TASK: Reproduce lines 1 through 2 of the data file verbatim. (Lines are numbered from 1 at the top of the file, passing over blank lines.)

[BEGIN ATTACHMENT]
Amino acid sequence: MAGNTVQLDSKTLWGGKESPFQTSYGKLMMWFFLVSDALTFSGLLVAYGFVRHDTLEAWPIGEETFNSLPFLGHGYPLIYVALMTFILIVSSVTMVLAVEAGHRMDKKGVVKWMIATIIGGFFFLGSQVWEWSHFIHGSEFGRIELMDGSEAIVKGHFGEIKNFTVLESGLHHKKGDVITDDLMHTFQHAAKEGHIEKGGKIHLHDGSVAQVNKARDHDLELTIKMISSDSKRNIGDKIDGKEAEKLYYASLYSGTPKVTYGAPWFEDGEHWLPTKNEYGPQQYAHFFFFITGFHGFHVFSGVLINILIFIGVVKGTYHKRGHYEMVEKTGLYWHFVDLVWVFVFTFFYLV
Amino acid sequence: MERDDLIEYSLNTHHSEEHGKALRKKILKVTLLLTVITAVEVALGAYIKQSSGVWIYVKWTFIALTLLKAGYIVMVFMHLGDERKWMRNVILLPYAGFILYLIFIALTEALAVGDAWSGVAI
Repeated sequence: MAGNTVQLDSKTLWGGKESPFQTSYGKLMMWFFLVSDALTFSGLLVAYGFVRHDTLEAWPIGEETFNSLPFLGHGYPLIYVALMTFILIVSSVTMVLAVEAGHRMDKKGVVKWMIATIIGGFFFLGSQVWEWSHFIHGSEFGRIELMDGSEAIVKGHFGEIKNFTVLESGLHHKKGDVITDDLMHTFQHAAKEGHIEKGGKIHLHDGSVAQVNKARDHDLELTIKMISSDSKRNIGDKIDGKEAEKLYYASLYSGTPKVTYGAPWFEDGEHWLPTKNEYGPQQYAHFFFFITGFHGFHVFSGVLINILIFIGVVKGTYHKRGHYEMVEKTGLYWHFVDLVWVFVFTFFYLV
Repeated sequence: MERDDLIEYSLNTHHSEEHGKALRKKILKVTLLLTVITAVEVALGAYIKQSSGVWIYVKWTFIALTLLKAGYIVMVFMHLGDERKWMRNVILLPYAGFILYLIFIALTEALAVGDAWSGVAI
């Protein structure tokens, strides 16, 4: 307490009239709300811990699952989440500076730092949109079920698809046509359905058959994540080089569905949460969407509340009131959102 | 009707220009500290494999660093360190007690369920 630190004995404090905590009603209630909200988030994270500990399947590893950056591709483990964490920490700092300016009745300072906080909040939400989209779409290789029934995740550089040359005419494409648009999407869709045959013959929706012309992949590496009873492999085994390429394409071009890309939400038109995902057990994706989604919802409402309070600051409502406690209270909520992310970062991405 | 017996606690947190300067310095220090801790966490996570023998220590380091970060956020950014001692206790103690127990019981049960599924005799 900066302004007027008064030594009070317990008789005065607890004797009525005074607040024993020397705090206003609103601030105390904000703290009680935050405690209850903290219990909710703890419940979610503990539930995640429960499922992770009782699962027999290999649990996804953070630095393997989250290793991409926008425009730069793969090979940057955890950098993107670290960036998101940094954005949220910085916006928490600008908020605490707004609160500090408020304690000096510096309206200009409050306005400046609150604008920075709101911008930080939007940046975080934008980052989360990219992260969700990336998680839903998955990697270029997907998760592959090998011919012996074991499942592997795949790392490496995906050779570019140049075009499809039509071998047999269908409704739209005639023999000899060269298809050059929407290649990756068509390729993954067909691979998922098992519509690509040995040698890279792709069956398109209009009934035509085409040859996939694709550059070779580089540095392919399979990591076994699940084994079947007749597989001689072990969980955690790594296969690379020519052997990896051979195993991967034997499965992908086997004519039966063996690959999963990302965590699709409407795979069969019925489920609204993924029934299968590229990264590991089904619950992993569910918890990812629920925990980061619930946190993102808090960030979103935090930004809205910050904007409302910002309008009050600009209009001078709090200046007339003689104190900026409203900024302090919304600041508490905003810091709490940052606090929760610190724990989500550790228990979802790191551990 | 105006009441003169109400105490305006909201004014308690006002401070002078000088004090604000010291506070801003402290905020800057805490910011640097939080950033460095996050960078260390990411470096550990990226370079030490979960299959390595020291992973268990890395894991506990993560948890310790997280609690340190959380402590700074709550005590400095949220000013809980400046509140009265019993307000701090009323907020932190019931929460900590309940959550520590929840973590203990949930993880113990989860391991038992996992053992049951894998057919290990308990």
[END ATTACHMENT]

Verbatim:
Amino acid sequence: MAGNTVQLDSKTLWGGKESPFQTSYGKLMMWFFLVSDALTFSGLLVAYGFVRHDTLEAWPIGEETFNSLPFLGHGYPLIYVALMTFILIVSSVTMVLAVEAGHRMDKKGVVKWMIATIIGGFFFLGSQVWEWSHFIHGSEFGRIELMDGSEAIVKGHFGEIKNFTVLESGLHHKKGDVITDDLMHTFQHAAKEGHIEKGGKIHLHDGSVAQVNKARDHDLELTIKMISSDSKRNIGDKIDGKEAEKLYYASLYSGTPKVTYGAPWFEDGEHWLPTKNEYGPQQYAHFFFFITGFHGFHVFSGVLINILIFIGVVKGTYHKRGHYEMVEKTGLYWHFVDLVWVFVFTFFYLV
Amino acid sequence: MERDDLIEYSLNTHHSEEHGKALRKKILKVTLLLTVITAVEVALGAYIKQSSGVWIYVKWTFIALTLLKAGYIVMVFMHLGDERKWMRNVILLPYAGFILYLIFIALTEALAVGDAWSGVAI